The seminar series Changing Parenting Culture was funded by the Economic and Social Research Council (ESRC grant reference RES-451-26-0538).

The series comprised five events that took place over 2009 and 2010. The subject areas covered were: ‘From child-rearing to ‘parenting’: what’s new about contemporary parenting culture?’; ‘Gender and parenting culture: Intensive fatherhood?’; ‘Child-rearing in a risk society’; ‘Changing Parenting Culture: the problems of parenting policy’; and ‘Pregnancy and pregnancy planning in the new parenting culture.

The overall aim of the series was to explore the way that the cultural meaning of ‘parenting’ has expanded and how it has become an object of expertise and policy making. Through a series of conversations we hoped to discuss the history and sociology of this development, and its effects for parents’ experience and for the workings of specific child-rearing related activities.

The series was a great success. The events brought together in a very powerful way detailed study of particular aspects of the contemporary experience of parenting including TV parenting programmes, feeding babies, family planning, and outdoor play, with a wider socio-cultural analysis of the history and contemporary features of parenting culture. Overall the series attracted a diverse group of people, stretching beyond academic colleagues, as research users of a variety of kinds participated as panellists and attended events.

Some comments made to us about the events include:

For me, attending the first Changing Parenting Culture series was like being hit by a thunderbolt. Suddenly so many of the issues that I’d been considering as a journalist suddenly came in to focus. The research and discussions that occur at the series cut through the buzz of popular notions about parenting and unearth deeper and more philosophical issues related to children and parents. The series helps quantify and examine issues that otherwise remain on the periphery. I’ve found it an essential critical tool in my coverage and comment about parenting for the Times. Long may it continue.’ Jennifer Howze, The Times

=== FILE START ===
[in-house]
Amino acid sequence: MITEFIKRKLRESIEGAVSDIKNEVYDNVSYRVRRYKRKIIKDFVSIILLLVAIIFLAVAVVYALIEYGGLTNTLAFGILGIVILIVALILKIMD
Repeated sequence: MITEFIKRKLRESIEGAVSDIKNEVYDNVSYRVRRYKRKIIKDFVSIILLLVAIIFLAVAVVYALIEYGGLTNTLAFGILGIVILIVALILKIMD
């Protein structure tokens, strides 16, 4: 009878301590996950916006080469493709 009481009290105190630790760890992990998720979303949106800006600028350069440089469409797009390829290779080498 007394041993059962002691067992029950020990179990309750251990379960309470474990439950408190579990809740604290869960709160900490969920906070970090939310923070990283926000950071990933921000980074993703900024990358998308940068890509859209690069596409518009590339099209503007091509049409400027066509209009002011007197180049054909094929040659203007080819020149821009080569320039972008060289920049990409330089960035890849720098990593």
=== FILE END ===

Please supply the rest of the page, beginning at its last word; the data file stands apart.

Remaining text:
‘As Information Officer at One Plus One the seminar series was a very useful opportunity to consider current academic thought on the changing parenting culture. I was able to cement some really fruitful links with other attendees as well as disseminate information about One Plus One and the services we provide, particularly in terms of our research and information resources available. I also got lots of details of new references, resources, articles and books to add to our library collection, keeping it fully up to date. The series was timely, relevant, interesting and a very useful information gathering opportunity. Thank you!’ Laura Dimmock, One Plus One

[With reference to Seminar 5] ‘The conference was of particular benefit to service providers in that it provided a more ‘nuanced’ and sophisticated analysis of how women think about pregnancy planning, and decision-makings than is usual. Speakers highlighted the way in which women and their partners might accrue benefit as well as risk to non-use of contraception. This has potential impact on the way that strategies to reduce the number of unplanned and unwanted pregnancies are framed. The discussion on methodology regarding qualitative research – specifically regarding the way women reporting unplanned planned pregnancies ‘tell their stories’ will be valuable to those looking to analyse feedback from service users, which is increasingly required as a part of Quality Audit. The discussion on the nature of ‘stigma’ was also valuable to those needing to understand the self-image and self-concerns of service users.’ Ann Furedi, bpas

Media coverage can be found here:

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